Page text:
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The Rise of Absolutism in France

The Rise of Absolutism in France

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The Rise of Absolutism in France

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  1. The Rise of Absolutism in France

  2. Louis the Sun King

  3. In the 1500s and 1600s, Louis XIV and other European Monarchs created powerful nations. Building large bureaucracies and powerful armies

  4. Rebuilding France In the late 1500s, wars between the Huguenots (French Protestants) and Catholics ripped France apart St. Bartholomew's Day: August 24, 1572

  5. Henry IV Henry, a Huguenot, inherited the French Throne in 1589 “Paris is well worth a Mass

  6. Edict of Nantes In 1598, Henry issued the Edict of Nantes: This promised religious toleration of Huguenots, and allowed them to fortify towns and cities Henry build the government: Roads, bridges, agriculture, the bureacracy Touched every aspect in life REDUCED THE POWER OF NOBLES

  7. Louis XIII and Cardinal Richelieu In 1610, Louis inherited the throne at the age of 9. Cardinal Richelieu helped secure royal power over that of the nobles Gave them high posts in the army or royal court, and destroyed walls around their towns

  8. Louis XIV Inherited the throne at age 5 (1642), so was helped by Mazarin The Fronde: 1648-53 Louis XIII chased out of Paris

  9. L'etat, c'est moi – Louis XIV in Voltaire 1661 – “I have been pleased to entrust the government of my affairs to the late Cardinal. It is now time that I govern them myself.” – Louis XIV

  10. The royal power is absolute... Without this absolute authority, the king could neither do good, nor repress evil. It is necessary that his power be such that no one can escape him.” – Bishop Bossuet on Louis XIV The Sun King

  11. Louis Expanding Power Louis expanded the bureaucracy – he appointed “intendants” – royal officials who collected taxes and recruited soldiers Wealthy Middle Class Created an army of 300,000 soldiers, the strongest in Europe Overseas colonies, tariffs to bolster industry, new lands for mining and farming But he was always short on cash....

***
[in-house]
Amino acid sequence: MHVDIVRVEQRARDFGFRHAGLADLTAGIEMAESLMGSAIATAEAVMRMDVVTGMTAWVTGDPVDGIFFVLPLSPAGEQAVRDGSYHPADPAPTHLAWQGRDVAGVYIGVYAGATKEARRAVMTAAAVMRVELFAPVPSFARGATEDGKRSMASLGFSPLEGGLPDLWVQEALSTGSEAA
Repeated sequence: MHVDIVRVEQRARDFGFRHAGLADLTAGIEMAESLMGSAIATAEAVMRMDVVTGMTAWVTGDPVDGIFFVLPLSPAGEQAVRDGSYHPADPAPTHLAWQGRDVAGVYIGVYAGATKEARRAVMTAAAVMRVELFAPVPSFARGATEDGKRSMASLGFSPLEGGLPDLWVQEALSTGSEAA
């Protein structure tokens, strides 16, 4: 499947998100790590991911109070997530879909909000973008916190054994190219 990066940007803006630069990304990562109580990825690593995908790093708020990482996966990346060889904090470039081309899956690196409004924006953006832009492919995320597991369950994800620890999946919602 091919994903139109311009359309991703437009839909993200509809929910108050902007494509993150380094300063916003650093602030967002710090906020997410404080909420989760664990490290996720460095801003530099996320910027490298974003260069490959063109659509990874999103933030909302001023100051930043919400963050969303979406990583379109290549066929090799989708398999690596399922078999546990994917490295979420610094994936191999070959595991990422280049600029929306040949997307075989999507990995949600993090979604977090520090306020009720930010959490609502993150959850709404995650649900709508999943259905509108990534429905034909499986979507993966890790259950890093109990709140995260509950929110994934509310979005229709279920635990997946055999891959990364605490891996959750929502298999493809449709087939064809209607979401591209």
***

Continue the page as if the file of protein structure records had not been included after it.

12. Versailles

  13. A way to control the nobles

  14. Assessing Louis XIV Louis ruled France for 72 years French culture, manners, and customs became the European upper class taste Revoked the Edict of Nantes, causing over 100,000 Huguenots to flee... unfortunately, they were essential to his economy

  15. Louis XVI – 1774 - 1791 Louis inherited the French throne when he was just about 20 years old He had problems of debt to deal with, as well as growing discontent amongst the French population Bread prices were rising, and people were making less money

  16. Playing Poor

  17. The Power Disparity Most of the power in France resided in the first two “estates” – the clergy and the nobility These estates paid no taxes Instead, the entire tax burden fell to the 3rd estate

  18. What is a revolution?

  19. The Estates Assemble Due to the absolute power of the monarchy, the “Estates General,” the representative body of France had not met for 175 years In May 1789, Louis assembled the estates to meet to vote on a new tax – for the first 2 estates to help solve France's massive debt The National Assembly Forms – The Troops assemble

  20. Early Stages of the Revolution Storming of the Bastille – July 14, 1789

  21. Early Stages of the Revolution Storming of the Bastille – July 14, 1789 Is this another Rebellion...? No Sire! It is a revolution!!

  22. Tennis Court Oath and the Bourgeoisie

  23. Declaration of Rights of Man – Aug 4, 1789 All men are “born and remain free and equal in rights...” they enjoy natural rights to “liberty, property, security, and resistance to oppression.”

  24. The Path of the Revolution The Revolution did not alter the situation as much as many had hoped... so many, a group known as the Jacobins, became extreme...

  25. The Reign of Terror If the spring of popular government in time of peace is virtue, the springs of popular government in revolution are at once virtue and terror: virtue, without which terror is fatal; terror, without which virtue is powerless. Terror is nothing other than justice, prompt, severe, inflexible...It has been said that terror is the principle of despotic government. Does your government therefore resemble despotism? Yes, as the sword that gleams in the hands of the heroes of liberty resembles that with which the henchmen of tyranny are armed. Maximilien Robespierre

  26. The Reign of Terror July 1793 – July 1794 ~ 40,000 Dead 15% nobles 15% clergy Peasants

  27. The National Razor

  28. Viva la Revolution?